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Sena Ehrhardt’s heart is in the blues

Sena Ehrhardt_photo by Haley Waller.jpg

When singer Sena Ehrhardt decided to launch a solo career, she only had to look to her then-band — and her family — for a steady collaborator: guitarist Edward Ehrhardt, her father.

Considering that she got her start in the Minnesota-area blues band Plan B, going solo and taking another member (parent notwithstanding) could have easily rubbed the group’s remaining musicians the wrong way. Ehrhardt says that wasn’t the case.

“They all had full-time jobs and didn’t really want to travel a whole lot with the music,” she explains. “That was something I really wanted to do, and so I think they were extremely understanding and supportive. So on that front, I think they were aware I wanted to reach new audiences and expand my travel radius quite a bit farther outside of Minnesota.”

Ehrhardt stayed within the confines of the North Star State to record Leave the Light On, her 2011 solo debut for Blind Pig Records. She describes it as an organic, piecemeal project, done on weekends and after she finished work at the Mayo Clinic.

“We had no essentially overdubbing; it was very true to what you would hear if you came to one of our shows,” Ehrhardt says. “That’s what I wanted to be my introduction to the blues scene. I didn’t want it to be a whole lot of bells and whistles. I just wanted it to just be the songs, and I think we captured that.”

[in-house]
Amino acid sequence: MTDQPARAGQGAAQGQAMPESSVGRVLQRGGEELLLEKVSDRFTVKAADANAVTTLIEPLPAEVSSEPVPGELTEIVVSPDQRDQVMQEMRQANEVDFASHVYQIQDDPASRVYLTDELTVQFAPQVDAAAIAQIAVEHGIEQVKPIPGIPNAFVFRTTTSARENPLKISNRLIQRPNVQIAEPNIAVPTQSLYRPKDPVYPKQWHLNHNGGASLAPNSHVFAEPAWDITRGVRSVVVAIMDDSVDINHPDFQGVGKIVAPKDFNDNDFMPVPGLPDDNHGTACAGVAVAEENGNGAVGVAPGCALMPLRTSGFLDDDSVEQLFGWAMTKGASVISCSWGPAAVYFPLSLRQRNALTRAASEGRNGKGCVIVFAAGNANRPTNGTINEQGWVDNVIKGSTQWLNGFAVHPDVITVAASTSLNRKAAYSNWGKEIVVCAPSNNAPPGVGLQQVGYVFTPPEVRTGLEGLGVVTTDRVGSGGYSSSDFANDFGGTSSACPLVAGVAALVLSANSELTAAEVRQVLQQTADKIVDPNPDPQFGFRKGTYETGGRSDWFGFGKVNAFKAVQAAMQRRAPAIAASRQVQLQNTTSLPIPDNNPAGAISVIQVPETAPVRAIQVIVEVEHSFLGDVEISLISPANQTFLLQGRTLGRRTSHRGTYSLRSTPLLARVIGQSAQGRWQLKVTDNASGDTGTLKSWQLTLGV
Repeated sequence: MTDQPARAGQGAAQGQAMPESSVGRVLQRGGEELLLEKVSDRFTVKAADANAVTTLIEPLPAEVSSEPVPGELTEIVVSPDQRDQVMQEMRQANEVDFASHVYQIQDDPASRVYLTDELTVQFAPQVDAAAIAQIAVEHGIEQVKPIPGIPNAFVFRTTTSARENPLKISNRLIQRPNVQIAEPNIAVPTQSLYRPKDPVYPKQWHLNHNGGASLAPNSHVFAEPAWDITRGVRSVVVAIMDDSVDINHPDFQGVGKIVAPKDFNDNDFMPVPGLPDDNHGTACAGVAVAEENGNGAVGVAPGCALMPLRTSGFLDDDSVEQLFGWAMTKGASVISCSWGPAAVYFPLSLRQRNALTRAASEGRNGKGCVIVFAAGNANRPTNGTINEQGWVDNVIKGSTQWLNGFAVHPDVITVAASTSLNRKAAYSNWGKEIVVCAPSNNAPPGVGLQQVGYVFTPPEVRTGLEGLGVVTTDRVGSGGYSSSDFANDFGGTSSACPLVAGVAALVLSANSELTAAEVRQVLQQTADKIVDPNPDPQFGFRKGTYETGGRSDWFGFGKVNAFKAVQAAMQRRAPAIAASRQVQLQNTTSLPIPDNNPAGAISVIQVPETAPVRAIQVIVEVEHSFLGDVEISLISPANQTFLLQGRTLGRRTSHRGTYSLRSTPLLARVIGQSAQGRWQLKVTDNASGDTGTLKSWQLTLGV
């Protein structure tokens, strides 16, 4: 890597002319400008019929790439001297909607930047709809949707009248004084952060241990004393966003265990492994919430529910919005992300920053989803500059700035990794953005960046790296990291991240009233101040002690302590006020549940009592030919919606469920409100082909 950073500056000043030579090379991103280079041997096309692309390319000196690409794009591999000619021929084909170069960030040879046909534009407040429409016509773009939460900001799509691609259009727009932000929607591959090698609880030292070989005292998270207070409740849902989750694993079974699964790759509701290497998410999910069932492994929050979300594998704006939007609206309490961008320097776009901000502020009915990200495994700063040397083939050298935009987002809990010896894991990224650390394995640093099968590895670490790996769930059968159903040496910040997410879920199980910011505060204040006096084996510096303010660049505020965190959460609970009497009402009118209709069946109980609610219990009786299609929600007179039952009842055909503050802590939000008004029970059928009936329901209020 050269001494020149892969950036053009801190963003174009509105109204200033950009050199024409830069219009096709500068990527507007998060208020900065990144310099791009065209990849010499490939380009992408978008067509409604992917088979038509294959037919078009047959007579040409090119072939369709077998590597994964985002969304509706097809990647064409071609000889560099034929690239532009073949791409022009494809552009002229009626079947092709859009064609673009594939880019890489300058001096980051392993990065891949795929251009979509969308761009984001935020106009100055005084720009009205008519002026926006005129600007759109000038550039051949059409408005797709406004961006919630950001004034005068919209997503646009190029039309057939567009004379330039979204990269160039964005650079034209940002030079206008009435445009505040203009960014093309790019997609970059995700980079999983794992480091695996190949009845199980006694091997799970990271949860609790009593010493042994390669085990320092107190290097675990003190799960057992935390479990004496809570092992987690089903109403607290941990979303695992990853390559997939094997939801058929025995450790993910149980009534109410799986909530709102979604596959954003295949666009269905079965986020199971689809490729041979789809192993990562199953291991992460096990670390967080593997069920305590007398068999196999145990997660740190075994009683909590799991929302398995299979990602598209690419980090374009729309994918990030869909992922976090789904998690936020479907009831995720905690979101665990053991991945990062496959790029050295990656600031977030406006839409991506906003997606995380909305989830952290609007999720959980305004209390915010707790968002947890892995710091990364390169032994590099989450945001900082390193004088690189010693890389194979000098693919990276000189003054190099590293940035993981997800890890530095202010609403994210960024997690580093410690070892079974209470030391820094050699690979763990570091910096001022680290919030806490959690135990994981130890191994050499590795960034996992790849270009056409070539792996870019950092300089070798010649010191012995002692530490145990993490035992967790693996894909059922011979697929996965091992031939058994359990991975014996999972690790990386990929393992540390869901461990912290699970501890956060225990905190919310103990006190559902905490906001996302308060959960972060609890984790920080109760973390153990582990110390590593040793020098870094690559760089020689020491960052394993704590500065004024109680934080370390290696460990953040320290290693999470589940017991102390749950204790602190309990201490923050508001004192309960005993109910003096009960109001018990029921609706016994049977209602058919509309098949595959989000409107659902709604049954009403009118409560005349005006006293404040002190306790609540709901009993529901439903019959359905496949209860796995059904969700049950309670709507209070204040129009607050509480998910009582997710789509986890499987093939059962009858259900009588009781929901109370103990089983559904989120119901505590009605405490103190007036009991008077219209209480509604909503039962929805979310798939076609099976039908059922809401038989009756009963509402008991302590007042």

For her latest album, All In (due March 12 on Blind Pig), Ehrhardt headed south, recording with veteran blues and rock producer Jim Gaines over a two-week period at his studio outside Memphis, Tenn.

“There were no distractions; it was music and recording all day, every day,” she recalls. “I’ve grown up listening to my father play for my entire life, and I never knew he was capable of some of the things that Jim pulled out of him. And I feel the same way about some of the vocals that I was able to achieve down there because of Jim’s way. He’s very gentle but has a way of articulating things in a way that’s not intimidating.”

Ehrhardt, who continues to work full-time as a case coordinator at the Mayo Clinic, sees a connection between her day job and her music.

“I think the blues is about being able to relate to another person’s experience,” she says. “It doesn’t necessarily have to be a sad experience for it to be blues. So just in dealing with the patients who I interact with every day, with my colleagues in my office, with the surgeons, you definitely see all different levels of human experiences. A lot of our patients are very sick and they’re grappling with different emotions and fears, and I would say subconsciously, that probably does influence my songwriting.”

— By Chris M. Junior

Sena Ehrhardt on tour (schedule subject to change):

* March 9: Blues Café — Rothschild, Wis.
* March 15: Wilebski’s Blues Saloon — St. Paul, Minn.
* March 16: Trinity Restaurant and Hall — Fond du Lac, Wis.
* April 20: The Wicked Moose — Rochester, Minn.

Photo by Haley Waller